# Question f2c30

May 12, 2015

The molar mass of the coumpound is 280 g/mol and its molecular formula is ${C}_{20} {H}_{40}$.

So, you know that when you dissolve 100 mg of your unknown compound in 1 g of benzene, you get a lower freezing point than that of pure benzene.

This means that you can use the freezing-point depression formula to solve for the solution's molality.

$\Delta {T}_{\text{f}} = i \cdot {K}_{f} \cdot b$, where

$\Delta {T}_{\text{f}}$ - the freezing point depression;
$i$ - the van't Hoff factor;
${K}_{f}$ - the cryoscopic constant;
$b$ - the molality of the solution.

For molecular compounds the van't Hoff factor is equal to 1.

Solve for the molality of the solution by

DeltaT_"f" = K_f * b => b = (DeltaT_"f")/K_f

b = (1.75^@cancel("C"))/(4.90^@cancel("C")/"m") = "0.357 m"

Since molality is defined as moles of solute per kilogram of solvent, you can calculate the number of moles of your unknown compound by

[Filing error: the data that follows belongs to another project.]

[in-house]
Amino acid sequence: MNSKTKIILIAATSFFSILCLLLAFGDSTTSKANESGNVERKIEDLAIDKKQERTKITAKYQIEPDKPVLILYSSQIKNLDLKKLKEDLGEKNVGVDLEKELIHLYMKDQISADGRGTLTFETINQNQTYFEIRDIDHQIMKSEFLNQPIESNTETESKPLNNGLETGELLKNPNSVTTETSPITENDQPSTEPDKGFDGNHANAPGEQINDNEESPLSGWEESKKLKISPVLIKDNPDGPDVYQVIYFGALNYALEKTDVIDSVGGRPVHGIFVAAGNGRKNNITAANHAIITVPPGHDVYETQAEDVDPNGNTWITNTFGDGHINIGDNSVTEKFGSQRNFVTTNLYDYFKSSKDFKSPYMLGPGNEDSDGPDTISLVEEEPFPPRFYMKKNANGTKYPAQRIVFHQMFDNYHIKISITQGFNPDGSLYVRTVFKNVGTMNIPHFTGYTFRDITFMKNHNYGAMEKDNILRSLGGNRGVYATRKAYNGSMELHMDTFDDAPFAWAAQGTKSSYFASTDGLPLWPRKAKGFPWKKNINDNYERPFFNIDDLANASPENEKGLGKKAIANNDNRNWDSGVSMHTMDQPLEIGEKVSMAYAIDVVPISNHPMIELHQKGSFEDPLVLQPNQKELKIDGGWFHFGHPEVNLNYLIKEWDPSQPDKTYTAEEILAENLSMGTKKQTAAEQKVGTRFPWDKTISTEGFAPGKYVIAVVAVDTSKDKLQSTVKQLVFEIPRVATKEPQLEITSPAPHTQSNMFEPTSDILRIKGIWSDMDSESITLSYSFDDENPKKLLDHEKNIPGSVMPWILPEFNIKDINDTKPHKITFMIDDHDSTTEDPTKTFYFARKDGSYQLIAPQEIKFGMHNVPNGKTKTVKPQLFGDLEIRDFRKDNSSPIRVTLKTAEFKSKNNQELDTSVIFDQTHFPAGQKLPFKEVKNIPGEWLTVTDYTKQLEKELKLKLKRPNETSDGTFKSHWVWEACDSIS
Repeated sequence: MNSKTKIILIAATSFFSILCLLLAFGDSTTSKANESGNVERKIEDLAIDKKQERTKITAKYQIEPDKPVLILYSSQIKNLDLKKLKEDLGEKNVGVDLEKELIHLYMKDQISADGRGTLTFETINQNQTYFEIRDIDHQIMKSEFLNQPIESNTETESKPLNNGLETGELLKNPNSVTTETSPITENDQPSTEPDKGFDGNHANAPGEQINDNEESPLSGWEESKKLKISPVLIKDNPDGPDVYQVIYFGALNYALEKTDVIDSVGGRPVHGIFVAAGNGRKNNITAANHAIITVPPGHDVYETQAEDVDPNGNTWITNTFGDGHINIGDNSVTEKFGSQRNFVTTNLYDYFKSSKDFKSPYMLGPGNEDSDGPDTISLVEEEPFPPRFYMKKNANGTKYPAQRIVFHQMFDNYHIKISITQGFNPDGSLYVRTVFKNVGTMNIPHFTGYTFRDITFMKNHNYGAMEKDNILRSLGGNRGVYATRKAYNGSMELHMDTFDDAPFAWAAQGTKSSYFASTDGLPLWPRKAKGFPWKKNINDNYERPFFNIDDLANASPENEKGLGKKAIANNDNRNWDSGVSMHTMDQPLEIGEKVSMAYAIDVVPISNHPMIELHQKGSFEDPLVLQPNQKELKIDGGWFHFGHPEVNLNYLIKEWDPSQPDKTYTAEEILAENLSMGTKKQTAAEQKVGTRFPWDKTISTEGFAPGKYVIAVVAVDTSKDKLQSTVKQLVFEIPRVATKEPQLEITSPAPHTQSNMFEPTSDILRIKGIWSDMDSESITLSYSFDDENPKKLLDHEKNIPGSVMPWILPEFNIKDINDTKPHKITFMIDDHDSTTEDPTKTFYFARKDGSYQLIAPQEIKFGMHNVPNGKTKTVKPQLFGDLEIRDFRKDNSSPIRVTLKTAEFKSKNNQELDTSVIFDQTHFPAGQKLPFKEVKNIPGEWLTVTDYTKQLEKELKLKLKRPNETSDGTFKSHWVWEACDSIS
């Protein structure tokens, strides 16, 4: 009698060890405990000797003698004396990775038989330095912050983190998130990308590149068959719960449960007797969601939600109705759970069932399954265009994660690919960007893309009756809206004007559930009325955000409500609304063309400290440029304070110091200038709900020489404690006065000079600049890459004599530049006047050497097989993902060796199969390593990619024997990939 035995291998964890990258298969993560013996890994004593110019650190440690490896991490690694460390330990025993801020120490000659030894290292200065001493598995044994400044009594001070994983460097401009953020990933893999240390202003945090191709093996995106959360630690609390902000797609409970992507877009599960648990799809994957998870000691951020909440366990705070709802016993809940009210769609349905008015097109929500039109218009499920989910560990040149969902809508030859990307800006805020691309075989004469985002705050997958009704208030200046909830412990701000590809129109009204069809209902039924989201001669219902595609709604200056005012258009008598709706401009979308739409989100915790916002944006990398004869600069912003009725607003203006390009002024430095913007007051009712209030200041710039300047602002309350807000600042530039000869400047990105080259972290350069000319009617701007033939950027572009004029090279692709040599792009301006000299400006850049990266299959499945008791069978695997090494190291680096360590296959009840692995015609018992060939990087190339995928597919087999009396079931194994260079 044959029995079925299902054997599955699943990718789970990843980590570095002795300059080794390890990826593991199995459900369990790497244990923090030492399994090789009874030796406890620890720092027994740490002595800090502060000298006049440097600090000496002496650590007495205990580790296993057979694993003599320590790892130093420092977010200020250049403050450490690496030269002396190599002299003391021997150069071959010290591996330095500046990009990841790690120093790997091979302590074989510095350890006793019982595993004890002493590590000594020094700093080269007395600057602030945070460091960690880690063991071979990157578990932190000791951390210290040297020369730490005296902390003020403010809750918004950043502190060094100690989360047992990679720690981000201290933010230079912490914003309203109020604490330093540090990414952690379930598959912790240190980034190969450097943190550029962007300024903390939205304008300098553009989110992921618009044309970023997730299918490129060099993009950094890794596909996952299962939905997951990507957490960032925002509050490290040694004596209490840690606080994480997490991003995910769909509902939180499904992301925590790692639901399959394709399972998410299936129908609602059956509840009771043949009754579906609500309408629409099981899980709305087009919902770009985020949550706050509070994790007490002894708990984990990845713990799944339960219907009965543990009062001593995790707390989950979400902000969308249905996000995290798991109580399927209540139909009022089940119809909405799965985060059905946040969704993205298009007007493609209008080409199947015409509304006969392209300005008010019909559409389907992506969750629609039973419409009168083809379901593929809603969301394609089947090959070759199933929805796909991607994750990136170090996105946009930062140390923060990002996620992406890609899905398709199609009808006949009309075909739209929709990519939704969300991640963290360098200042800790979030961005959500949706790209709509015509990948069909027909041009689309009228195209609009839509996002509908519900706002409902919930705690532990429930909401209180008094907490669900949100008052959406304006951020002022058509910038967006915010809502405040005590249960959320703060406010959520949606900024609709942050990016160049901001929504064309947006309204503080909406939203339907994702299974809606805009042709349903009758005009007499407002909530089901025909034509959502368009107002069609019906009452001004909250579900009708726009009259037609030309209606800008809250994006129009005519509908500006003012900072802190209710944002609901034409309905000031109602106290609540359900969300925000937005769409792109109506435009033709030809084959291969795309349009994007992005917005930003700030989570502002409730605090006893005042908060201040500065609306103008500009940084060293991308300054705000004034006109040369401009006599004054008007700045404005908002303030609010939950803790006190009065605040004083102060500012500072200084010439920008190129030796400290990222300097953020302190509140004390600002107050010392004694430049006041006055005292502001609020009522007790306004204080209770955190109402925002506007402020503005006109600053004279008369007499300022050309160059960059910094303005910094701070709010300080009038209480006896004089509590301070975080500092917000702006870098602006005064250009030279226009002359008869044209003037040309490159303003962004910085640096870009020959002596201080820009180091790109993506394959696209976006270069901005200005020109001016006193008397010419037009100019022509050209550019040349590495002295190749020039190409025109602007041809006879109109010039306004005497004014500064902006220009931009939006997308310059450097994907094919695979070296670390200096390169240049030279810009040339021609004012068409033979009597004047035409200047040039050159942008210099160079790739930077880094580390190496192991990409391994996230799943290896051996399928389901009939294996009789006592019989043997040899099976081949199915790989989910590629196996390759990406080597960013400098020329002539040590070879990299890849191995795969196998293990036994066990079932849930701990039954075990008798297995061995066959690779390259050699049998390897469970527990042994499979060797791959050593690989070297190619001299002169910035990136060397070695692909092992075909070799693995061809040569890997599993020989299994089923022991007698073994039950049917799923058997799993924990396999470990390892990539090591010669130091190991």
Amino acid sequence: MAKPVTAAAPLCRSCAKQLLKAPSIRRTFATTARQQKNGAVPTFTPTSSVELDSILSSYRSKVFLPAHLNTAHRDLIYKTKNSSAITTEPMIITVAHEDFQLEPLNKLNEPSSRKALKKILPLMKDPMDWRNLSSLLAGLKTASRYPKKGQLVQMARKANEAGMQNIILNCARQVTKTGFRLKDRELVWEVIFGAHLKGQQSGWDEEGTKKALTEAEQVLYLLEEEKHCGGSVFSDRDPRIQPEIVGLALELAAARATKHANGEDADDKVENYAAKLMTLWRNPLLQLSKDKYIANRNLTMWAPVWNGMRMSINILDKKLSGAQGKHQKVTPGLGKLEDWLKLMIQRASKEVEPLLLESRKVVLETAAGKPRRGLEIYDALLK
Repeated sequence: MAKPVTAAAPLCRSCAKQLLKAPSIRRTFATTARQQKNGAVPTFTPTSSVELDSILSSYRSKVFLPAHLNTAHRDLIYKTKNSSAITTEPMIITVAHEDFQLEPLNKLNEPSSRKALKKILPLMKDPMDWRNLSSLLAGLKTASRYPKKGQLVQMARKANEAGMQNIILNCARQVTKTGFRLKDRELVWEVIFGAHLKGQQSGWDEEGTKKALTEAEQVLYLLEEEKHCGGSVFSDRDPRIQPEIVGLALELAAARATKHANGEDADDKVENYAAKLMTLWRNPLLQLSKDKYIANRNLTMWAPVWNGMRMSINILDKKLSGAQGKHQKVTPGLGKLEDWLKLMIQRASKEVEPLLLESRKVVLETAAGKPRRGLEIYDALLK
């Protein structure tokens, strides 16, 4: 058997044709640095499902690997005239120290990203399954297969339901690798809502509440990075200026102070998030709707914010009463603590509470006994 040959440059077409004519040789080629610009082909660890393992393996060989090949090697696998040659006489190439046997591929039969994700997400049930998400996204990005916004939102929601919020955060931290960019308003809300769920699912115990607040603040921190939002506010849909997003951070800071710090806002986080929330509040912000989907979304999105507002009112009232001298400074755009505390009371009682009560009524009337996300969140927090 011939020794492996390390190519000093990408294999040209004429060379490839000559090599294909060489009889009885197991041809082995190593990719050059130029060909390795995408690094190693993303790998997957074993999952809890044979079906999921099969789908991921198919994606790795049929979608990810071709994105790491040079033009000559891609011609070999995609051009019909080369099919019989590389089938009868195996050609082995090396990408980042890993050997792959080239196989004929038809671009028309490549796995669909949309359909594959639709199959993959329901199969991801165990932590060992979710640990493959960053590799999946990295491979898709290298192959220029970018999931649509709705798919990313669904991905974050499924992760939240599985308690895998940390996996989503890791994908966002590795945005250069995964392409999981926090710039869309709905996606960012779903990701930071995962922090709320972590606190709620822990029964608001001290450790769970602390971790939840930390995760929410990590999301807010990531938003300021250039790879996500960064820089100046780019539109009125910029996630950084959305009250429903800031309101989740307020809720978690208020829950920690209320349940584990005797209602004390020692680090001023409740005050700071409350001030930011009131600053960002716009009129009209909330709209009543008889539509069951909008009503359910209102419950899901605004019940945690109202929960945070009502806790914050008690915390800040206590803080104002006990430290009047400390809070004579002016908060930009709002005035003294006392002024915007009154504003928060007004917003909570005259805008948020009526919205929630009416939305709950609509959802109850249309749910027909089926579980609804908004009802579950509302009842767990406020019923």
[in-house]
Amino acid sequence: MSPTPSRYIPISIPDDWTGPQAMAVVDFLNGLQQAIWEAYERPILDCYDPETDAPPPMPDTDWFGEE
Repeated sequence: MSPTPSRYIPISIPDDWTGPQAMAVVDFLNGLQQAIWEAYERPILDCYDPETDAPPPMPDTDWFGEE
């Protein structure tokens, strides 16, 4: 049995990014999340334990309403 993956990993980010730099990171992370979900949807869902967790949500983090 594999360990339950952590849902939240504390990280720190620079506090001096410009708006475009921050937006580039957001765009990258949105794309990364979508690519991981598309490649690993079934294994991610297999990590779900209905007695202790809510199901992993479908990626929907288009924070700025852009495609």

b = n_"solute"/m_"solvent" => n_"solute" = b * underbrace(m_"solvent")_(color(blue)("in kilograms!"))

${n}_{\text{solute" = 0.357"moles"/cancel("kg") * 1.00 * 10^(-3)cancel("kg") = 0.357 * 10^(-3)"moles}}$

Determine the compound's molar mass by using its given mass

M_M = m/n = (100 * cancel(10^(-3))"g")/(0.357 * cancel(10^(-3))"moles") = "280 g/mol"#

To determine its molecular formula, use its empirical formula

${\left(C {H}_{2}\right)}_{n} = \text{280 g/mol}$

This will get you

$n = \left(280 \cancel{\text{g/mol"))/((12.0 + 2.02)cancel("g/mol}}\right) = \frac{280}{14.02} = 19.97 \cong 20$

Therefore, your compound's molecular formula is

${\left(C {H}_{2}\right)}_{20} = \textcolor{g r e e n}{{C}_{20} {H}_{40}}$

SIDE NOTE If you go by the number of sig figs you gave for the mass of unknown compound dissolved in benzene, the answer should be 300 g/mol.

However, I'm quite sure that the answer's supposed to be 280, so I'll leave it with two sig figs.